Industrial pioneer Mike Rader controls about 4,000 acres within the Inland Port of Dallas. Jonathan Zizzo

Business

Developer Mike Rader Helped Pioneer Southern Dallas County’s Booming Industrial Market

Two and a half decades later, it's one of the most active in the U.S.

Mike Rader, one of the most influential players in Southern Dallas County’s booming industrial market, began developing land in the region before it was cool. Quiet and patient, the bespectacled, white-haired Rader worked in marketing and sales for General Motors’ Chevrolet division until making a career switch nearly 25 years ago.

Rader formed his company, Prime 45 Development, in Colleyville, and developed industrial product in North Fort Worth during the early years of his commercial real estate career. But soon, he was spending more time in Dallas.

In 1984, Rader bought land at the corner of Interstate 20 and Interstate 45, seeing opportunity in the vast open spaces of Southern Dallas County. “When I first started, I thought it was going to be a short-term passive investment, and I’d move on,” he says. “I didn’t know it would be so difficult to bring development to the South Dallas area.”

His vision for the southern sector and its potential as an industrial powerhouse never wavered, though, and by the late 1990s, he was pursuing an intermodal freight transport terminal that he believed would set the stage for the region’s growth. In 2005, Union Pacific Railroad opened a facility on land Rader controlled in the cities of Wilmer and Hutchins.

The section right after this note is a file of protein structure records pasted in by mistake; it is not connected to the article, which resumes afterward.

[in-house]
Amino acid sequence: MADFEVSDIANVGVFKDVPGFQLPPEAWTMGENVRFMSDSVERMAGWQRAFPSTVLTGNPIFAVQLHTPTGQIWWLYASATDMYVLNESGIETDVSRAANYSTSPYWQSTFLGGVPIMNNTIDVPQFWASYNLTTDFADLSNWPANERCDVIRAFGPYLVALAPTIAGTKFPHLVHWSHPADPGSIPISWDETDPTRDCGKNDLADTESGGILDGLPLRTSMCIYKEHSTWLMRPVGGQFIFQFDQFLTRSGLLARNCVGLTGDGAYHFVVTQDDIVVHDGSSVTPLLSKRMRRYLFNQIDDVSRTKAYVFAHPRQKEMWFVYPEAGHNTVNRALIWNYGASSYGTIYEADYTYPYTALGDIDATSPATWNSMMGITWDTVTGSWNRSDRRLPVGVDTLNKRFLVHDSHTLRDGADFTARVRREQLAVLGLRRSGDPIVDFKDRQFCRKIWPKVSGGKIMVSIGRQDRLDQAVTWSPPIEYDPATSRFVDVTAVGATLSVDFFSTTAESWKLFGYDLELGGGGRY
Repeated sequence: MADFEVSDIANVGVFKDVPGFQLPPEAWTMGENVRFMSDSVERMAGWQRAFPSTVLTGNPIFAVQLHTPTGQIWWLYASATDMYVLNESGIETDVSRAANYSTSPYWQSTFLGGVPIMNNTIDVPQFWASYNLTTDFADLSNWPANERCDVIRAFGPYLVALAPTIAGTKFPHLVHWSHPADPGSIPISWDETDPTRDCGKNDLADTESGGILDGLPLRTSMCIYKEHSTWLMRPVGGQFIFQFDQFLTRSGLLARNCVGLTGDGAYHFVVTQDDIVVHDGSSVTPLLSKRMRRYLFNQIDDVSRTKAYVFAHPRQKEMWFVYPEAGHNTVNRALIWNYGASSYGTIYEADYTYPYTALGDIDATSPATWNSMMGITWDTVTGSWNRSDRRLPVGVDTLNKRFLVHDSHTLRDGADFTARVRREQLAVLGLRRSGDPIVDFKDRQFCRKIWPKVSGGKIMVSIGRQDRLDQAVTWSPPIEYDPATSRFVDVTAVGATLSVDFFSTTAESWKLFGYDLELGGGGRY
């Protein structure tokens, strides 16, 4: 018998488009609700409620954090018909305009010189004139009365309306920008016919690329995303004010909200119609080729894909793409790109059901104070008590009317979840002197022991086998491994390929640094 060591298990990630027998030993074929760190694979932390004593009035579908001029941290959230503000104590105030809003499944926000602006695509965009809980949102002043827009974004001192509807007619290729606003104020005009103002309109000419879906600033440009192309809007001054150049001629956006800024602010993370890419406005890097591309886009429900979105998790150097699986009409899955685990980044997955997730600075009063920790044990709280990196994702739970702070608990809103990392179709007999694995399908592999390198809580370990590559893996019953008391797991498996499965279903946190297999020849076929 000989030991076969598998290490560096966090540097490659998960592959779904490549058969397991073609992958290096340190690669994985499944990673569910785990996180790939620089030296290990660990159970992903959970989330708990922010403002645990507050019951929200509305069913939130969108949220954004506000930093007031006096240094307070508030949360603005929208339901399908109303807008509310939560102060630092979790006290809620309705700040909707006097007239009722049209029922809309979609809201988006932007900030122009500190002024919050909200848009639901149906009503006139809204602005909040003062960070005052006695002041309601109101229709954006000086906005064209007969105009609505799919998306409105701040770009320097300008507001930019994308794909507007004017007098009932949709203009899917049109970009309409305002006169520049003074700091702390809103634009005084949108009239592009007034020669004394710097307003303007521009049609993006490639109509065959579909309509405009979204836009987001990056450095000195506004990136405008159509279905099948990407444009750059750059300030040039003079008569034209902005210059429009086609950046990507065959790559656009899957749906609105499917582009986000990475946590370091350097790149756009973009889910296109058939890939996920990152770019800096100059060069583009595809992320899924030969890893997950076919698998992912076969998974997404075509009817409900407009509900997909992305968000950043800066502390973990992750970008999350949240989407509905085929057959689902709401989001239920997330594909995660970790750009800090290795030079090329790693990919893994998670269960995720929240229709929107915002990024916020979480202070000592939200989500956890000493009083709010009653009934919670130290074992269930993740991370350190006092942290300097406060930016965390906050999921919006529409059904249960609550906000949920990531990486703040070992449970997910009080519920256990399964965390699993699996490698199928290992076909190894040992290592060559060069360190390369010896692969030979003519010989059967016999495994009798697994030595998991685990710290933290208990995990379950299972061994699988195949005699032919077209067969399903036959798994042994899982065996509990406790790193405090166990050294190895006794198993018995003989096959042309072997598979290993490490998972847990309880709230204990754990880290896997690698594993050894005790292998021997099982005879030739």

The area would eventually become known as the International Inland Port of Dallas­—7,500 acres south of I-20 and between interstates 45 and 35, spanning portions of Dallas County and the cities of Dallas, Lancaster, Ferris, and DeSoto, and encompassing all of Hutchins and Wilmer.

“It took me seven years of persistence to convince the largest railroad in the United States to locate in Southern Dallas County,” Rader recalls. It was the catalyst he had sought, and soon other developers—and big-name tenants—were flocking to the region.

As development coalesced, Rader established working relationships with city and county officials, real estate brokers, and Union Pacific. Those relationships have served him well over the years, as he’s increased his land holdings and his influence.

Either alone or with partners, Rader now controls roughly 4,000 acres within the port’s boundaries. He divides his time between his Colleyville office and another that he opened along Wintergreen Road in Hutchins, on land that is part of his Prime Pointe industrial park.

“This South Dallas growth has been the biggest accomplishment in my career,” Rader says. “I’m excited to see the opportunity for more diverse growth, into technology and office, increasing the economic well-being of the area.”

Today, the southern half of Dallas County is home to more than 120 million square feet of industrial space, according to Cushman & Wakefield. Over the years, Rader says, he never let the naysayers get him down. “People have told me in the past that nothing would come of South Dallas,” he says. “I took it as a little bit of a challenge and worked at showing them that something definitely can come of South Dallas.”

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